ZURICH (Reuters) - FC Basel’s dominance of Swiss football, aided by lucrative revenue streams from Champions League appearances, has forced the country’s domestic league to explore new formats that might make the season less predictable.
Claudius Schaefer, CEO of the Swiss Football League (SFL), told Reuters he feared looming changes to the distribution of Champions League revenue could entrench Basel’s supremacy further still.
Basel this year won their eighth successive league title, wrapping it up with six games to spare.
“The most important thing in the championship is the competitive balance,” Schaefer said in an interview. “If you have the same champions eight times in a row, you have to be worried, so we are looking into reforms.”
Schaefer said Basel were a well-managed club who deserved their success.
“They haven’t had the owners or president changing every couple of years like some other clubs,” he said.
“It’s too simple to argue that FC Basel are where they are only because of the UEFA payments.”
But he said the money the club pocketed from its European forays gave them a clear advantage in a league where the average revenue, according to a UEFA benchmarking report is, 21.1 million euros (17.7 million pounds) per season.
Basel have played in the Champions League group stage six times since 2008, earning 17.85 million euros from their participation in 2014-15 alone.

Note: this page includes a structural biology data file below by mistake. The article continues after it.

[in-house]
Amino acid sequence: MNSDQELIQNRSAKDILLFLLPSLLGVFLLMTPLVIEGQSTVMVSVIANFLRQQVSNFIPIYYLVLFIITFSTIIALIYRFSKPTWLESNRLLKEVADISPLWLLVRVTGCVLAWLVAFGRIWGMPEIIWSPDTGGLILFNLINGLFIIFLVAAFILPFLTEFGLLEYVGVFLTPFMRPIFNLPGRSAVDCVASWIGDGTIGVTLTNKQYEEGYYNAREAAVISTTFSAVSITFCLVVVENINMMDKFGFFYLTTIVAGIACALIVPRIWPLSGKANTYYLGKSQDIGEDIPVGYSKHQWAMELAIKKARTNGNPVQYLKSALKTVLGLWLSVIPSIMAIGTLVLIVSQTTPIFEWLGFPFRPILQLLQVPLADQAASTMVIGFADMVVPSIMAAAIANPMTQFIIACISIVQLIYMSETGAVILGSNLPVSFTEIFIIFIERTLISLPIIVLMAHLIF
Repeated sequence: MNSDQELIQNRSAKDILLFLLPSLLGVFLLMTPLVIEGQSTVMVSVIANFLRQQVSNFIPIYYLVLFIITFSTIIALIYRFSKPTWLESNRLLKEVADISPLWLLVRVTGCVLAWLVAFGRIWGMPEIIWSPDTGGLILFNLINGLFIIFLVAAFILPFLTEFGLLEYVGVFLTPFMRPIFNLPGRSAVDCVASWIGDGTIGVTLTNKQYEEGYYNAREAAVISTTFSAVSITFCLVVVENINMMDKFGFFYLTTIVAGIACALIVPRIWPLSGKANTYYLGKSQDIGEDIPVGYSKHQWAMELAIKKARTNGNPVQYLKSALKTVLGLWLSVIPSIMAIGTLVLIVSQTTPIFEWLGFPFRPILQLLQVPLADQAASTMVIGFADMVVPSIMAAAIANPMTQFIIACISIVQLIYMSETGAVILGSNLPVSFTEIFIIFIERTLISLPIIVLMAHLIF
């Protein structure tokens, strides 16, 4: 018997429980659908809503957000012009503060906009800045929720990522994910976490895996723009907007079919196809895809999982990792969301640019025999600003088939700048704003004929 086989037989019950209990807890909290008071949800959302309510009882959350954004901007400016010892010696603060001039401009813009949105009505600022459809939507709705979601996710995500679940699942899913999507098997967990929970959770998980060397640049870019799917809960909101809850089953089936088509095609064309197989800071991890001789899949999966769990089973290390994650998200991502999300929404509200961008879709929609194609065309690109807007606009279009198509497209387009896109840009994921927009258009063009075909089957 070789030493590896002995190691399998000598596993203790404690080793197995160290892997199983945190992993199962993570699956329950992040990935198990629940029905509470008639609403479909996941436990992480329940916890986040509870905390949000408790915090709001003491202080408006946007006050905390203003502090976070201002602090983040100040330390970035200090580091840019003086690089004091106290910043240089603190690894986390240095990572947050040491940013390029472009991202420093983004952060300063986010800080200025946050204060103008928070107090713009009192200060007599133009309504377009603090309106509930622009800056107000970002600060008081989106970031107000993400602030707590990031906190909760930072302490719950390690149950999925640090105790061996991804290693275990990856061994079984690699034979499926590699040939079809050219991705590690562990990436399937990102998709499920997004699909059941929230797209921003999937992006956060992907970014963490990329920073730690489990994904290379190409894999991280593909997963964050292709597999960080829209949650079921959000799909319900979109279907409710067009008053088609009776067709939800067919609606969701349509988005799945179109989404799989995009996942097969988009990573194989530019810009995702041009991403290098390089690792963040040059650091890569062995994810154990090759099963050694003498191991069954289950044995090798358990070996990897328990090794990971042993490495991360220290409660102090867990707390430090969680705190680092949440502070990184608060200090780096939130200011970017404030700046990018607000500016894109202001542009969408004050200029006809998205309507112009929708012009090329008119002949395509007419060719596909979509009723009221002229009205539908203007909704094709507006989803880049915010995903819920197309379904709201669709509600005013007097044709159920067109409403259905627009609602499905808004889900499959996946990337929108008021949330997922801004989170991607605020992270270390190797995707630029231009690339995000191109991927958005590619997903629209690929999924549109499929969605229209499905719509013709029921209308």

Schaefer said this amount would rise dramatically under a new Champions League format which will come into effect in 2018. He calculated Basel could earn around 40 million euros each season that they qualify from 2018-19.
“This is a little less than the (entire) budget for our second biggest club Young Boys.”
Basel said they did not wish to comment on the matter.
Playing Champions League football has also allowed Basel to showcase young talent such as Breel Embolo, sold to Schalke 04 last year.
“I don’t think Embolo could have been transferred for 25 or 30 million euros to Schalke without playing in the Champions League,” he said.
The Swiss league, which has 10 clubs who play each other four times a season, is a world away from the major European leagues, with average attendances of under 10,000.
Schaefer said the SFL would distribute a total 40 million Swiss francs (30.7 million pounds) to the first and second division clubs from television and marketing next season, double the current amount but only a fraction of what bigger leagues pay.
He said he hoped it would be possible to persuade UEFA to reconsider the changes planned for the 2018-21 Champions League cycle.
In the meantime, he said the Swiss league was considering splitting its league competition into stages or groups as other countries such as Denmark, Bulgaria and Belgium have done.
Another possibility is that any team taking part in the Champions League split their winnings.
“We discussed this at the general assembly and it decided not to go further,” he said.
Schaefer said he expected the idea to re-surface but that ultimately it should be UEFA setting the guidelines on how Champions League revenues are better allocated.
“The ones handing out the money should divide it up better and it shouldn’t be the role of the national leagues to do this.”
Writing by Brian Homewood; Editing by John O'Brien